As a product of the U.S. federal government, this video is in the public domain.
In 2020, Congress passed a law called the Copyright Alternative in Small-Claims Enforcement Act of 2020, also known as the CASE Act. Before this legislation, any copyright infringement disputes had to be filed in federal courts and could be very costly. The goal of the CASE Act was to make this process more accessible to individual creators (e.g., freelance photographers and musicians). It mandated the formation of the Copyright Claims Board (CCB), a tribunal operating under the authority of the U.S. Copyright Office instead of the federal judicial branch, for the purpose of deciding “small claims” copyright infringement actions via a quicker, less expensive process. Damages are capped at $30,000 for CCB cases.
If you receive a claim notice
What does it mean?
A claim filed against you in the CCB means that a purported copyright owner is asserting that you have infringed their copyright through something you have uploaded, reproduced, published, created, distributed, performed, or displayed.
The notice you receive signifies that the claimant has alleged copyright infringement, but the notice does not mean you have actually infringed or that the CCB will ultimately determine you have infringed. There are many reasons why your use of a copyrighted work may not be an infringement. For instance, key exceptions to copyright law exist to support teaching, scholarship, and research—most notably, fair use.
If you believe your use of the material is protected by an exception or the allegations in the claim are not valid, you may wish to dispute the claim, or you can opt out of the CCB proceeding entirely (more below). Regardless, we recommend you seek legal counsel as soon as possible if you receive a CCB case notice.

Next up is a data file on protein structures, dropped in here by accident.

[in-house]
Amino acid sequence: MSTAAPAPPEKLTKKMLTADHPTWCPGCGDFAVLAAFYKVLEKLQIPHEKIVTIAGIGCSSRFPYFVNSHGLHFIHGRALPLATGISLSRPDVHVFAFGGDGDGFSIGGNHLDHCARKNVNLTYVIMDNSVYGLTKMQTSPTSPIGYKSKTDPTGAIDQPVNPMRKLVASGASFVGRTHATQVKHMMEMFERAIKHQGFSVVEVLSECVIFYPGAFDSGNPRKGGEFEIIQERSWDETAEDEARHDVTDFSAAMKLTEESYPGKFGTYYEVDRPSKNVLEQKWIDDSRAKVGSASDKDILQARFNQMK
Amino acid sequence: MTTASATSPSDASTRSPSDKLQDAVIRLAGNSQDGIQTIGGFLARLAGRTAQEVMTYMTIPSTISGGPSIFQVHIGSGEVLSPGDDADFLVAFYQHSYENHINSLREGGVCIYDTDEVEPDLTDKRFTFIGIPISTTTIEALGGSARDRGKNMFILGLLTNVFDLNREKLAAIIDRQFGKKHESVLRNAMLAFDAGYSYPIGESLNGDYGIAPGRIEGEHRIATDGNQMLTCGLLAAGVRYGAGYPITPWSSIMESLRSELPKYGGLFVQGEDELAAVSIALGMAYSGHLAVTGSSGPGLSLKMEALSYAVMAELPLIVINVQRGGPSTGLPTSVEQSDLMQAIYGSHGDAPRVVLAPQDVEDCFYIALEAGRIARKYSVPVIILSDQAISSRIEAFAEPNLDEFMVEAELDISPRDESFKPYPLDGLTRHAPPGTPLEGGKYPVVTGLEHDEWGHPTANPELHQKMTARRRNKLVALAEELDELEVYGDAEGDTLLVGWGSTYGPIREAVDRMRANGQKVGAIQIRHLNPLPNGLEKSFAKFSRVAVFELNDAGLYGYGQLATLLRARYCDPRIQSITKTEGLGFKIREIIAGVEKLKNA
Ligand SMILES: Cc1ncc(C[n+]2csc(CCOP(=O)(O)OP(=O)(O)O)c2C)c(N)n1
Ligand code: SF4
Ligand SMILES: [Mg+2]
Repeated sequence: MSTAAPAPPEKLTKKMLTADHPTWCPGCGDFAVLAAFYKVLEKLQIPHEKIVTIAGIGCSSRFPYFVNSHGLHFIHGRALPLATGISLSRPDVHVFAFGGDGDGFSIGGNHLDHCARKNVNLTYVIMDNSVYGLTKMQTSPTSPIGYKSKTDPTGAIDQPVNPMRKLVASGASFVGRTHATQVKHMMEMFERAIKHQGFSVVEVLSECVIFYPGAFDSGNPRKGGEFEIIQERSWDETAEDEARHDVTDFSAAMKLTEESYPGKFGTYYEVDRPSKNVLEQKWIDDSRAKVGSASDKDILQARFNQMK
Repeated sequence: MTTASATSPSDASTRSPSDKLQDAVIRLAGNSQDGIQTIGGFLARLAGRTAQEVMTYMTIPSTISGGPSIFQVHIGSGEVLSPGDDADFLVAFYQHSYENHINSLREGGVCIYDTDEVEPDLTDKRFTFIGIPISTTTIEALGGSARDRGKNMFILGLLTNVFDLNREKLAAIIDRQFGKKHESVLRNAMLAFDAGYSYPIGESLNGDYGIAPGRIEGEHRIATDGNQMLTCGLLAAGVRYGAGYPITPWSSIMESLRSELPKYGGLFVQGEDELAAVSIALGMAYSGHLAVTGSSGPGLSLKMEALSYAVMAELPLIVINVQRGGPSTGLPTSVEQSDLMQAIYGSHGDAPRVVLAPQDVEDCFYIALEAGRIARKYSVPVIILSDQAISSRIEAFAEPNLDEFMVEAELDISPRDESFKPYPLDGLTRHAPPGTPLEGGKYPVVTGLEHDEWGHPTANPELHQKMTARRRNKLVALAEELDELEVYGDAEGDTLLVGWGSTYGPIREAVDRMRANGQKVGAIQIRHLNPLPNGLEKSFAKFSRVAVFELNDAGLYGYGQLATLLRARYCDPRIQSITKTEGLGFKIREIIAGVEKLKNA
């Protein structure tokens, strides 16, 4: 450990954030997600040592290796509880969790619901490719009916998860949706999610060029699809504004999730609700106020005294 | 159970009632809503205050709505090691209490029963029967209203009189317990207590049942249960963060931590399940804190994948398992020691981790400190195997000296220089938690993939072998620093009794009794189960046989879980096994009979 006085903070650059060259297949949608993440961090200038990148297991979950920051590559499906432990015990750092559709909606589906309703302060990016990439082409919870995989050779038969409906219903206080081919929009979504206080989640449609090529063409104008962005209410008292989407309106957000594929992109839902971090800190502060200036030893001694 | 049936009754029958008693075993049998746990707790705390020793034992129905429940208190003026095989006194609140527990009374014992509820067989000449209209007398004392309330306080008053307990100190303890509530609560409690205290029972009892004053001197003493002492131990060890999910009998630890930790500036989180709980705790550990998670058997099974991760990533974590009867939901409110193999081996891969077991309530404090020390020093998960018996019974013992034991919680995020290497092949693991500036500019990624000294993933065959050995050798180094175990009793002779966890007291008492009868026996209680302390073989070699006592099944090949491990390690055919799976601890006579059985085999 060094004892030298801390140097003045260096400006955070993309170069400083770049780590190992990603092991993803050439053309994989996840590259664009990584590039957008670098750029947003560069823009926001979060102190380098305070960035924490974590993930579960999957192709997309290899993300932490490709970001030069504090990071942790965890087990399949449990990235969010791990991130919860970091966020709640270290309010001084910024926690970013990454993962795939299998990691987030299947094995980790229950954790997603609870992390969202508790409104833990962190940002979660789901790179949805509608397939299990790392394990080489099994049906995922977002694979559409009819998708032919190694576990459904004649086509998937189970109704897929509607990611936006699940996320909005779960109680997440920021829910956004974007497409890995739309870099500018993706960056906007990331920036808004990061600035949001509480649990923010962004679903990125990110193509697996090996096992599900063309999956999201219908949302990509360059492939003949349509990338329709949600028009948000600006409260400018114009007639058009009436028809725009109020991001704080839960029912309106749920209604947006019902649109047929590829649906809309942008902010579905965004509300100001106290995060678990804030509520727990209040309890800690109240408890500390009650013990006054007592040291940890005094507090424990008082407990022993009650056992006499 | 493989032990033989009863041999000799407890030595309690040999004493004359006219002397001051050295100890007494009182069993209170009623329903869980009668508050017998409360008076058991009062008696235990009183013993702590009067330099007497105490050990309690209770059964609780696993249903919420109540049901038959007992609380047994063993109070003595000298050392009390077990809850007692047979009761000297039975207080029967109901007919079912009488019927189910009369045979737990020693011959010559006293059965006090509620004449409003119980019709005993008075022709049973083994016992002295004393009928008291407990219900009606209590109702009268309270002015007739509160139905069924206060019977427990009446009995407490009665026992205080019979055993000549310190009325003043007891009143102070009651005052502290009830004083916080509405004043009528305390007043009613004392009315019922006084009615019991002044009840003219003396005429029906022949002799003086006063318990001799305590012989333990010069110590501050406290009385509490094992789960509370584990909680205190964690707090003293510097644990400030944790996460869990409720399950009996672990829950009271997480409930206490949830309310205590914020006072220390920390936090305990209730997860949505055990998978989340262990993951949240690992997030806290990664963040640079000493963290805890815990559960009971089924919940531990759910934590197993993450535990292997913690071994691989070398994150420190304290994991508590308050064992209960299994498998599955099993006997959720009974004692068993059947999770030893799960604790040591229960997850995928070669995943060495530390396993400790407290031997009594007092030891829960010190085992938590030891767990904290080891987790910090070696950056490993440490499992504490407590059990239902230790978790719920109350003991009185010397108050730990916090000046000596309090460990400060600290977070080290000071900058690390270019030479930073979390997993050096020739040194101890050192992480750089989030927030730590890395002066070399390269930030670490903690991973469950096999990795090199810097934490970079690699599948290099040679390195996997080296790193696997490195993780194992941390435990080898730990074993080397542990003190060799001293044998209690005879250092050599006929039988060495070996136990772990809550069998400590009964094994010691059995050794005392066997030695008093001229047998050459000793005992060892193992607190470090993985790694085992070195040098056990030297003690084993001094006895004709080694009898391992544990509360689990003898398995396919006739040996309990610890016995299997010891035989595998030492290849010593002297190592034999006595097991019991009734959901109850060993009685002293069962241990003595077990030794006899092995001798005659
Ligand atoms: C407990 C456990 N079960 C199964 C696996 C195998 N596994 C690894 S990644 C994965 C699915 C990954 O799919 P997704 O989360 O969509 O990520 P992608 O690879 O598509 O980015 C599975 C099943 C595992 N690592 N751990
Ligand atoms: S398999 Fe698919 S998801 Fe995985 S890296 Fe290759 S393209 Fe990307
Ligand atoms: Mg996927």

What are your options?
If you receive a CCB notice, do not ignore it. If you ignore it and do nothing, the case will proceed in the CCB, and a default judgment can be entered against you. This means that the CCB can hold you responsible for all the damages claimed in the notice (up to $30,000), regardless of whether the assertions are true or whether you could have claimed any defenses.
To avoid a default judgment, you will need to respond within 60 days of receiving the notice. You can choose to respond in one of two ways:
- Proceed within the CCB tribunal. If you proceed, the case will be heard by the CCB, and you will be bound by the CCB’s decision. If the claimant wins, you may have to pay up to $15,000 for each infringed work up to a maximum of $30,000. Options for appeals of CCB determinations are more limited than litigants would have in federal courts.
- Opt out of the CCB proceeding. If you opt out, the copyright claimant cannot restart the same claim against you in front of the CCB, so they can either send you a letter demanding a license fee for your use of the claimant’s copyrighted content, decide to file suit against you in federal court (assuming they meet all the federal court filing requirements), or stop pursuing the matter. Federal court is more expensive and complex than the CCB’s small claims process, so many small claimants may not want to incur the expense or may feel that their allegations would not survive scrutiny in federal court.
If you decide to opt out, you must mail the paper opt-out form provided with your notice or complete an online opt-out form on the CCB website.
Note that if you decide to opt out, your decision applies only in response to that particular claim you received. You cannot opt out prospectively from all future CCB claims.
Where can you get help or more information?
If you’re an Emory student, staff, or faculty member, and the claim is related to what you do at Emory, contact Emory’s Office of the General Counsel promptly.
Emory’s Scholarly Communication Office can also answer questions about how the law works, but we cannot dispense legal advice to you. You can contact us at email@example.com.
The U.S. Copyright Office provides additional information on the CCB website, including the Copyright Claims Board Frequently Asked Questions page.
The information on this page is adapted from Small Claims by Timothy Vollmer, Scholarly Communication and Copyright Librarian at UC Berkley; the original piece is licensed CC BY-NC 4.0.